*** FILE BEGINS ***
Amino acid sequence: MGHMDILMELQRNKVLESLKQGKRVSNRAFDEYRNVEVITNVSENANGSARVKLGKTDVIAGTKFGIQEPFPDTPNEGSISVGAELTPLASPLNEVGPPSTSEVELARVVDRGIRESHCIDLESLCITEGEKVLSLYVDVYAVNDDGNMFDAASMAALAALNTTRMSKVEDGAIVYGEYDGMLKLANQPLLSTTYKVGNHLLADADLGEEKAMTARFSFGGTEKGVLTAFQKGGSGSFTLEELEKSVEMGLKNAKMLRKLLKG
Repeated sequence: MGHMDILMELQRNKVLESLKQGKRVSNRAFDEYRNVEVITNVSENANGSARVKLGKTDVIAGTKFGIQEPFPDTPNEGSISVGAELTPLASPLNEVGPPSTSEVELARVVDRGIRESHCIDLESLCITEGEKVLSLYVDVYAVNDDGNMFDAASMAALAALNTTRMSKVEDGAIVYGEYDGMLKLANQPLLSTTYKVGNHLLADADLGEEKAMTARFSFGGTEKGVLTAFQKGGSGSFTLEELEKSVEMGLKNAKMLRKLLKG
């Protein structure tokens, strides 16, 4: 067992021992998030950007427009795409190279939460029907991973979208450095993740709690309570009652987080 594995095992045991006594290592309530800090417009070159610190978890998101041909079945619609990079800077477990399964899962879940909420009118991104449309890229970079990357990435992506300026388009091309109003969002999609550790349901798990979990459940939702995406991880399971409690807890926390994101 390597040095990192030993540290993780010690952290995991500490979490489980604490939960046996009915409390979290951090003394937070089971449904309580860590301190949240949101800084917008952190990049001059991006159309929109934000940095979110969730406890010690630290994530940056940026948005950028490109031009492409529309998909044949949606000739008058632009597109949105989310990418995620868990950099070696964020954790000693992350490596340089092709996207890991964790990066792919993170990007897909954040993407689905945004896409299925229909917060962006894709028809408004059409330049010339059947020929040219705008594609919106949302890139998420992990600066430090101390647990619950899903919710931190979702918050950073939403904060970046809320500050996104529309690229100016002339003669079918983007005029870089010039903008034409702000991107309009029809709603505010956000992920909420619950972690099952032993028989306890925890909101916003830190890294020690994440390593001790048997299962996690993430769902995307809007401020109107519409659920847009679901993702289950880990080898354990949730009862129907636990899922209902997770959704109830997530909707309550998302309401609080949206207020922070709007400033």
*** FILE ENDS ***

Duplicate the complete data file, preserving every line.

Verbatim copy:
Amino acid sequence: MGHMDILMELQRNKVLESLKQGKRVSNRAFDEYRNVEVITNVSENANGSARVKLGKTDVIAGTKFGIQEPFPDTPNEGSISVGAELTPLASPLNEVGPPSTSEVELARVVDRGIRESHCIDLESLCITEGEKVLSLYVDVYAVNDDGNMFDAASMAALAALNTTRMSKVEDGAIVYGEYDGMLKLANQPLLSTTYKVGNHLLADADLGEEKAMTARFSFGGTEKGVLTAFQKGGSGSFTLEELEKSVEMGLKNAKMLRKLLKG
Repeated sequence: MGHMDILMELQRNKVLESLKQGKRVSNRAFDEYRNVEVITNVSENANGSARVKLGKTDVIAGTKFGIQEPFPDTPNEGSISVGAELTPLASPLNEVGPPSTSEVELARVVDRGIRESHCIDLESLCITEGEKVLSLYVDVYAVNDDGNMFDAASMAALAALNTTRMSKVEDGAIVYGEYDGMLKLANQPLLSTTYKVGNHLLADADLGEEKAMTARFSFGGTEKGVLTAFQKGGSGSFTLEELEKSVEMGLKNAKMLRKLLKG
């Protein structure tokens, strides 16, 4: 067992021992998030950007427009795409190279939460029907991973979208450095993740709690309570009652987080 594995095992045991006594290592309530800090417009070159610190978890998101041909079945619609990079800077477990399964899962879940909420009118991104449309890229970079990357990435992506300026388009091309109003969002999609550790349901798990979990459940939702995406991880399971409690807890926390994101 390597040095990192030993540290993780010690952290995991500490979490489980604490939960046996009915409390979290951090003394937070089971449904309580860590301190949240949101800084917008952190990049001059991006159309929109934000940095979110969730406890010690630290994530940056940026948005950028490109031009492409529309998909044949949606000739008058632009597109949105989310990418995620868990950099070696964020954790000693992350490596340089092709996207890991964790990066792919993170990007897909954040993407689905945004896409299925229909917060962006894709028809408004059409330049010339059947020929040219705008594609919106949302890139998420992990600066430090101390647990619950899903919710931190979702918050950073939403904060970046809320500050996104529309690229100016002339003669079918983007005029870089010039903008034409702000991107309009029809709603505010956000992920909420619950972690099952032993028989306890925890909101916003830190890294020690994440390593001790048997299962996690993430769902995307809007401020109107519409659920847009679901993702289950880990080898354990949730009862129907636990899922209902997770959704109830997530909707309550998302309401609080949206207020922070709007400033």